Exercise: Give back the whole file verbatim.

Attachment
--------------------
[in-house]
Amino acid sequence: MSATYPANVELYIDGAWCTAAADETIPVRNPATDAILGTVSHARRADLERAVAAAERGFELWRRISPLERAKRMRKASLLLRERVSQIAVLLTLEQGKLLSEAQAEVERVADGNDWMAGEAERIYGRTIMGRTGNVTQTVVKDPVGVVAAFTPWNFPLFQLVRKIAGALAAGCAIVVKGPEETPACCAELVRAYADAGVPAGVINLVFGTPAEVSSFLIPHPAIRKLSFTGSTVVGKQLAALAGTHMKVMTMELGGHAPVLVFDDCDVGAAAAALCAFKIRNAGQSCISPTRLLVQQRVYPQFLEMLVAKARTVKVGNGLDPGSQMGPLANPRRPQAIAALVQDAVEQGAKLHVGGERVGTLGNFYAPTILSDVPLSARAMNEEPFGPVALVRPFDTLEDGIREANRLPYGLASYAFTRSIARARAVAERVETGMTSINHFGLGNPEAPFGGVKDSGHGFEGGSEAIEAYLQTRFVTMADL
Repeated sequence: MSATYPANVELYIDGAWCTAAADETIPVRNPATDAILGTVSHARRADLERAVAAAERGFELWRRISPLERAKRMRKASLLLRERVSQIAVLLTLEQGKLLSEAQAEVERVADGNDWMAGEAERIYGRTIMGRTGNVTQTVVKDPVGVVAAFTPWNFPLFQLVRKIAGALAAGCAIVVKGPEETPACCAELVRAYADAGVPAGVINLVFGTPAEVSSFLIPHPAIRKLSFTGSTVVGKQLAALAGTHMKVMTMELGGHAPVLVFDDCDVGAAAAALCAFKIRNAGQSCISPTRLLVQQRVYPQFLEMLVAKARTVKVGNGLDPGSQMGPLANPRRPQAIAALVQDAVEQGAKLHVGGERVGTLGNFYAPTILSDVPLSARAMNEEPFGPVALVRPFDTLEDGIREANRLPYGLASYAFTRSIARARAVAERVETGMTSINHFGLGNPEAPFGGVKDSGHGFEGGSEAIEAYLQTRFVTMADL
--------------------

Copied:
[in-house]
Amino acid sequence: MSATYPANVELYIDGAWCTAAADETIPVRNPATDAILGTVSHARRADLERAVAAAERGFELWRRISPLERAKRMRKASLLLRERVSQIAVLLTLEQGKLLSEAQAEVERVADGNDWMAGEAERIYGRTIMGRTGNVTQTVVKDPVGVVAAFTPWNFPLFQLVRKIAGALAAGCAIVVKGPEETPACCAELVRAYADAGVPAGVINLVFGTPAEVSSFLIPHPAIRKLSFTGSTVVGKQLAALAGTHMKVMTMELGGHAPVLVFDDCDVGAAAAALCAFKIRNAGQSCISPTRLLVQQRVYPQFLEMLVAKARTVKVGNGLDPGSQMGPLANPRRPQAIAALVQDAVEQGAKLHVGGERVGTLGNFYAPTILSDVPLSARAMNEEPFGPVALVRPFDTLEDGIREANRLPYGLASYAFTRSIARARAVAERVETGMTSINHFGLGNPEAPFGGVKDSGHGFEGGSEAIEAYLQTRFVTMADL
Repeated sequence: MSATYPANVELYIDGAWCTAAADETIPVRNPATDAILGTVSHARRADLERAVAAAERGFELWRRISPLERAKRMRKASLLLRERVSQIAVLLTLEQGKLLSEAQAEVERVADGNDWMAGEAERIYGRTIMGRTGNVTQTVVKDPVGVVAAFTPWNFPLFQLVRKIAGALAAGCAIVVKGPEETPACCAELVRAYADAGVPAGVINLVFGTPAEVSSFLIPHPAIRKLSFTGSTVVGKQLAALAGTHMKVMTMELGGHAPVLVFDDCDVGAAAAALCAFKIRNAGQSCISPTRLLVQQRVYPQFLEMLVAKARTVKVGNGLDPGSQMGPLANPRRPQAIAALVQDAVEQGAKLHVGGERVGTLGNFYAPTILSDVPLSARAMNEEPFGPVALVRPFDTLEDGIREANRLPYGLASYAFTRSIARARAVAERVETGMTSINHFGLGNPEAPFGGVKDSGHGFEGGSEAIEAYLQTRFVTMADL